A person can develop Myasthenia Gravis at any age, but the disorder is twice as prevalent among women between 20 and 40. Myasthenia is a chronic condition that cannot be completely cured. However, the symptoms can often be controlled with medications and/or other types of treatment for myasthenia gravis.

Many people with Myasthenia Gravis are able to improve their muscular strength with the right combination of treatments and maintain their normal activities. Acupuncture and other TCM modalities can be used as an adjunct therapy to improve quality of life and keep functionality strong, helping to control this autoimmune disorder.

What Causes Myasthenia Gravis?

Our voluntary muscular movements rely on the ability of our muscles to receive communications through the nervous system. There are various neurotransmitters that interact with receptors on the muscles and the proteins that make up the chemical connections between nerves and muscles. Some people with Myasthenia Gravis seem to have antibodies that are damaging or destroying these key receptors and/or proteins. Other people with Myasthenia Gravis, however, do not show unusual antibody activity (seronegative myasthenia gravis or antibody-negative myasthenia gravis), but doctors believe they must still be experiencing some form of autoimmune dysfunction affecting the nerves and muscles.

The thymus gland plays a part in immune function and is believed to play a role in the production of these antibodies that block receptors. Some people with Myasthenia Gravis had an enlarged thymus gland, or a tumor or tumors on the thymus gland.

In rare cases, a baby may be born with a form of congenital Myasthenia gravis; this is called congenital myasthenic syndrome.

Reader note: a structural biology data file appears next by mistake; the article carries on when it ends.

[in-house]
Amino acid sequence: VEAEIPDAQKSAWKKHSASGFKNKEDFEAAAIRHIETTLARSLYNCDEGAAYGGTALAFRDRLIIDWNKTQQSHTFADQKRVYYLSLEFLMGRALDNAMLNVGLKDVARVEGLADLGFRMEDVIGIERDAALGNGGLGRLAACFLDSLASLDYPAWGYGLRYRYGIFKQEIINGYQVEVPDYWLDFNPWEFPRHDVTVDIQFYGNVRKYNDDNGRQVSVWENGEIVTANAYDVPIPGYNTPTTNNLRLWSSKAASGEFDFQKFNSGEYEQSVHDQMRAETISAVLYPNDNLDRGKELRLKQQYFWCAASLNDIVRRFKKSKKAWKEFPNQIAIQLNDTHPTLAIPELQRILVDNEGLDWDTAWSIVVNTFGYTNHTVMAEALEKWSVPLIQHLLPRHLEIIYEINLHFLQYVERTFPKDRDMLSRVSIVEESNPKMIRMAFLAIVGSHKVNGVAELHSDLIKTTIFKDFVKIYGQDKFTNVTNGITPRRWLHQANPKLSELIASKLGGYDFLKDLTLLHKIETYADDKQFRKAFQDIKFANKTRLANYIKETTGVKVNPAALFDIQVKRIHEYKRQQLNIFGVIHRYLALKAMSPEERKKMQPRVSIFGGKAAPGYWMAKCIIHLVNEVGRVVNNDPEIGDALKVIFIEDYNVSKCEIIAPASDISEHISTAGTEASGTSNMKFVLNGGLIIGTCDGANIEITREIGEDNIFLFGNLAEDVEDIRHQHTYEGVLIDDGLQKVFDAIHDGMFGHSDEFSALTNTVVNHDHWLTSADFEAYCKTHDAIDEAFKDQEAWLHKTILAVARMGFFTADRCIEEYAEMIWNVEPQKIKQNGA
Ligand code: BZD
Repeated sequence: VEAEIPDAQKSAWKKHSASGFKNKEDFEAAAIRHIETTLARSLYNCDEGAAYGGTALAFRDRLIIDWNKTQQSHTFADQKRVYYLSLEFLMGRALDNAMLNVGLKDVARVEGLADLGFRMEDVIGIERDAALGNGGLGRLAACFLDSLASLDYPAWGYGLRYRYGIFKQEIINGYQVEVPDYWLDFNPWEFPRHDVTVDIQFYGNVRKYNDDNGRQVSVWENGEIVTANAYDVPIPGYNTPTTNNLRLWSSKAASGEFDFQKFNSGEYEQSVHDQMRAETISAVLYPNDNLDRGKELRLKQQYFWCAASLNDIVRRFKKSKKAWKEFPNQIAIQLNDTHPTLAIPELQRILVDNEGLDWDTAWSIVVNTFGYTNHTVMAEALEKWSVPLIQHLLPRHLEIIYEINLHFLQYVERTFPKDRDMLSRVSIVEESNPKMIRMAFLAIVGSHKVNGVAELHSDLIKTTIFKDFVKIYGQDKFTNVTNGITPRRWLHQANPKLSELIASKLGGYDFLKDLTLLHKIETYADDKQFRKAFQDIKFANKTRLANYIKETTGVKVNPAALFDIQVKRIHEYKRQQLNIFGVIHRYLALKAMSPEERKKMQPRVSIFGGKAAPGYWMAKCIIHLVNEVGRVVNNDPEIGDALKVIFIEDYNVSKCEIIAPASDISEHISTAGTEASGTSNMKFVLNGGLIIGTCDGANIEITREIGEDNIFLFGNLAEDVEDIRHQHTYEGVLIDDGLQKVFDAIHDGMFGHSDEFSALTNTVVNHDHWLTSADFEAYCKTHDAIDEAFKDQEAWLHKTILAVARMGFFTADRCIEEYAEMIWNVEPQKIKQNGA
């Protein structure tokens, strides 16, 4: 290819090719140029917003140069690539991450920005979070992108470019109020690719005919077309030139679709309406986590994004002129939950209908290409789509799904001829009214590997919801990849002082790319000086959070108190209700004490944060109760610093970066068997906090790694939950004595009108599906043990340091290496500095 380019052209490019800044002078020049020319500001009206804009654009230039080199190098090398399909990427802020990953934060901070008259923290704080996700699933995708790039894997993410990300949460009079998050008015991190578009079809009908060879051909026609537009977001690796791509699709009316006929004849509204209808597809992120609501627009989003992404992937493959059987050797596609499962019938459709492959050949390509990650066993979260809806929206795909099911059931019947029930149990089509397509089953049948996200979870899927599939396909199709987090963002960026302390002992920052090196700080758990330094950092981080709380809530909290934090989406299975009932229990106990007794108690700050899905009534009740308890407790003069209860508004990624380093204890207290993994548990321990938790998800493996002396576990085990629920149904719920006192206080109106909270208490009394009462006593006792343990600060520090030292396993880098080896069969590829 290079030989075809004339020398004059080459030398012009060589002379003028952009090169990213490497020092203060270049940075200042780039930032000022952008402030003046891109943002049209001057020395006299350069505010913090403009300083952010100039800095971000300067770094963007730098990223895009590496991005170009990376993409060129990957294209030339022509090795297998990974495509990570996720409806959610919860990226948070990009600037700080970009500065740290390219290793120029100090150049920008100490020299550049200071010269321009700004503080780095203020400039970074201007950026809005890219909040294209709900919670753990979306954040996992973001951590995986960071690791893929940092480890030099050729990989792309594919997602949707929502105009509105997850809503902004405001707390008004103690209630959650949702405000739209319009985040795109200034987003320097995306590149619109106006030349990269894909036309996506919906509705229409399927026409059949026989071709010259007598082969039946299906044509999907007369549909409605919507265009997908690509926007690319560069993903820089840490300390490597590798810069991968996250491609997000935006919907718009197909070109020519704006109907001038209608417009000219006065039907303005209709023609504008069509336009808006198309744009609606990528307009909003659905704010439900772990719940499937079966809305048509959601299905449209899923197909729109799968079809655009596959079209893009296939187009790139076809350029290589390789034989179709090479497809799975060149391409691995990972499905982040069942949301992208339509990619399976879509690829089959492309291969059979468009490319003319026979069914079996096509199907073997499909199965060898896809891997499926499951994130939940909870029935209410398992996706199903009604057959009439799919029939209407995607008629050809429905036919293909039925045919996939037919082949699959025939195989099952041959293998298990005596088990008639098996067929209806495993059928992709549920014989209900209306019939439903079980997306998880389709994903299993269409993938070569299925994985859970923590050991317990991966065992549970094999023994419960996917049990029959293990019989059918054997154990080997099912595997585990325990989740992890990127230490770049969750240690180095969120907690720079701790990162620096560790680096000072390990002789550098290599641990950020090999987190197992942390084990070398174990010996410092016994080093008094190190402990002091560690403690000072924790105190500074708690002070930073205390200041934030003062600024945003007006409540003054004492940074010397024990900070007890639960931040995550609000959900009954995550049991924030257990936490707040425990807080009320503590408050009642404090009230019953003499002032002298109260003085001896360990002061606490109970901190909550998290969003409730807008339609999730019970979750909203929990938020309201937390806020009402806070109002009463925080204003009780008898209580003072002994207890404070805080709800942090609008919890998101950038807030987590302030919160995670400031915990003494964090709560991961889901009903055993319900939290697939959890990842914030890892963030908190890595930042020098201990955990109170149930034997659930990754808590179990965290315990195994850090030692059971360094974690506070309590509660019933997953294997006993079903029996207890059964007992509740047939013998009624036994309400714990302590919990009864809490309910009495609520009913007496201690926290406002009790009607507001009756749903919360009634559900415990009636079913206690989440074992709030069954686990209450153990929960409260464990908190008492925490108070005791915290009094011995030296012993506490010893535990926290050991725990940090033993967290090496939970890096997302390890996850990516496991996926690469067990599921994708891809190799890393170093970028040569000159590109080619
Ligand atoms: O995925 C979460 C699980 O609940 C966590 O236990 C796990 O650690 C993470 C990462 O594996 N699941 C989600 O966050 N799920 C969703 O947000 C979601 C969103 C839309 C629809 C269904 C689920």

People with Myasthenia Gravis may also have problems with their thyroid gland, and may be more likely to show signs of other autoimmune disorders, like rheumatoid arthritis, or lupus.

Symptoms of Myasthenia Gravis 

myasthenia gravis muscle weakness
Myasthenia Gravis can cause muscle weakness in the arms and hands.

More than half of people who end up discovering that they have Myasthenia Gravis first present with eye problems, such as double vision, blurry vision, or droopy eyelids. But the signs can also show up in the throat, with trouble swallowing, or in the mouth area, with trouble forming words, chewing food, or even breathing.

Signs of myasthenia gravis include:

  • Weakness of the muscles around the eyes (ocular myasthenia)
  • Drooping eyelids (ptosis)
  • Double vision or blurred vision (diplopia)
  • Speech problems, impaired speech (dysarthria), trouble pronouncing words
  • Shortness of breath
  • Change in facial expressions
  • Muscular weakness in the neck, arms, hands, or legs
  • Difficulty holding up the head, neck problems
  • Fatigue, especially muscle fatigue

Symptoms of Myasthenia Gravis often seem to abate in the early part of the day, after a night’s rest, and then worse as the day goes on, and a person has been more active. In other words, the muscle weakness tends to improve with rest, and get worse with exertion.

Like some other autoimmune disorders, Myasthenia Gravis symptoms can come and go, sometimes flaring up and at other times going into remission. Some issues that can exacerbate symptoms might be:

  • Infection or illness
  • stress
  • Fatigue, overwork, not enough sleep
  • Surgery
  • Menstrual period
  • Pregnancy
  • Certain medications, including some antibiotics, anesthetics, or beta blockers